Whenever Marwizi would put down his beer and start winking at those heavy-set ladies of the night, I’d try to slip him a condom before he slipped to the back of the bar. Who has the time? he’d say. I’m practically on fire. The closest my loins ever came to fire was when parasitic snails burrowed through my feet, infiltrated my blood stream then settled in my bladder. It burned so bad to pee I thought I’d caught the clap. Still, on those days when it was too hot to leave the shade of my house, when the only entertainment was to sit in my kitchen and set up wars between the termites and ants – intimacy, come evening, promised some relief from the aggressive boredom of the bush. And though sex under a mosquito net was awkward – all that netting caving in on you, laced with insecticide, was the laciest thing around.
It wasn’t just boredom that got aggressive – I remember a man beating at my door, one night, begging me to pay dowry for some girl he’d knocked up, who, having shamed her family, sat shivering beneath a blanket on her knees. And while you could calm a man with some cold hard cash, insects, come summer, were unrelenting. Fire ants would attack your toes as you walked to the borehole, piss bugs would leave trails of blisters along your chest while you slept. To protect ourselves from malaria, we took weekly doses of Mefloquine – a drug whose side effects included vivid, violent nightmares. For some reason that not even the nurses understood, those pills gave Maureen wet dreams. When the rains would die down and busses begin running again, we’d all head to town talking about the three-month itch and looking for a warm body. Except Maureen, who, depressed that her wet season was over, would offer us the chance to sleep with her in exchange for our extra doses of Mefloquine.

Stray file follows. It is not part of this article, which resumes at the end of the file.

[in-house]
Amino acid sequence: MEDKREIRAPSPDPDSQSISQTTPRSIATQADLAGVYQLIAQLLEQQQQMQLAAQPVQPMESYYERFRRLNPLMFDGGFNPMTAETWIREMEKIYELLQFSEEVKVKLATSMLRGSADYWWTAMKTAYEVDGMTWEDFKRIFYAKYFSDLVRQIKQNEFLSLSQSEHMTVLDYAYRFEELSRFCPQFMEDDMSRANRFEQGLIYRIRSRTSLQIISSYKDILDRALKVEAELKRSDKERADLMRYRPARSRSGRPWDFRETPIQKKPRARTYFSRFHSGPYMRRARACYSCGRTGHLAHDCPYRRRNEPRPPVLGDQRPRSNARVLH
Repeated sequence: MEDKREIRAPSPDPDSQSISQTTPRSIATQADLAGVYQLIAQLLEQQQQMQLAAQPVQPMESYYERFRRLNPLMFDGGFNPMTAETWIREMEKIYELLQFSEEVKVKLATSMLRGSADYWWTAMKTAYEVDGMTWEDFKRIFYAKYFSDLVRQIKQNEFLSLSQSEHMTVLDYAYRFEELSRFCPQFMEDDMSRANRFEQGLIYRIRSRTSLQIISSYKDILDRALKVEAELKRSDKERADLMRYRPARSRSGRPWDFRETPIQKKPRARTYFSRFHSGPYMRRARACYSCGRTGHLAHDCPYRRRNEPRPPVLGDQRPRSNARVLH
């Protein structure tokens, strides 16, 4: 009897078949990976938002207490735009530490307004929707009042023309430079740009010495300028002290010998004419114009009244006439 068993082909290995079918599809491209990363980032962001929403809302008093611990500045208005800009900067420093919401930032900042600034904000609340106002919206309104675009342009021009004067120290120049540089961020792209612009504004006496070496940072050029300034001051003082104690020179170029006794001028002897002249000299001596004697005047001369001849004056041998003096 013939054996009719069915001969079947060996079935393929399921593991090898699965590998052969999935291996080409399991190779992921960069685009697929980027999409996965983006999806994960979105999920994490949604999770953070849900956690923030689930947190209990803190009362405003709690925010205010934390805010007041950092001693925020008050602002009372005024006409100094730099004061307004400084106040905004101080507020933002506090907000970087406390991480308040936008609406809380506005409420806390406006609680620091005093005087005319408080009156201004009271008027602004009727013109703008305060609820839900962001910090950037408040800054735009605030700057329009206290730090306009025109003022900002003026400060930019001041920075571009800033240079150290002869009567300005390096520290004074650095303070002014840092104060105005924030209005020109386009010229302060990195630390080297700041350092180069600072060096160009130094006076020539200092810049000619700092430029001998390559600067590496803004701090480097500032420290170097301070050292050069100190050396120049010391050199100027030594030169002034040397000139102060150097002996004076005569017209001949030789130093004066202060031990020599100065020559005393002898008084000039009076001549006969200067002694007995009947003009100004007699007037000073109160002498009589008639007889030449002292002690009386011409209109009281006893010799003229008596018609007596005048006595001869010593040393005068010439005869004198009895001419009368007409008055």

In Malawi, men would balance planks on their heads, grunt their way barefoot down a mountain for fifty cents a day. I longed for my own set of heavy demands back then– but whenever I’d overload my arms with bricks on the way to a funeral, say, there was always this unnerving awareness that what ended in death began with an itch. Or wink. I remember a boy showing up at my door, once, with an old man, insisting I check inside the man’s ear and down his throat. I took one look at the open sores covering his legs and drew them a map to the clinic. And had the boy not asked to borrow my wheelbarrow then, had I not almost dropped the old man as I helped load him on then watched the boy struggle to steer him down the steep hill, I could have gone back to my couch and finished reading my book. But after they left, I felt this need to walk to the borehole and fill my empty jugs. The water, as always, spilled and trickled down my calves as I returned unevenly home. It was the same old balancing act – the strain, the light tickle – but it was beginning to take over my entire body.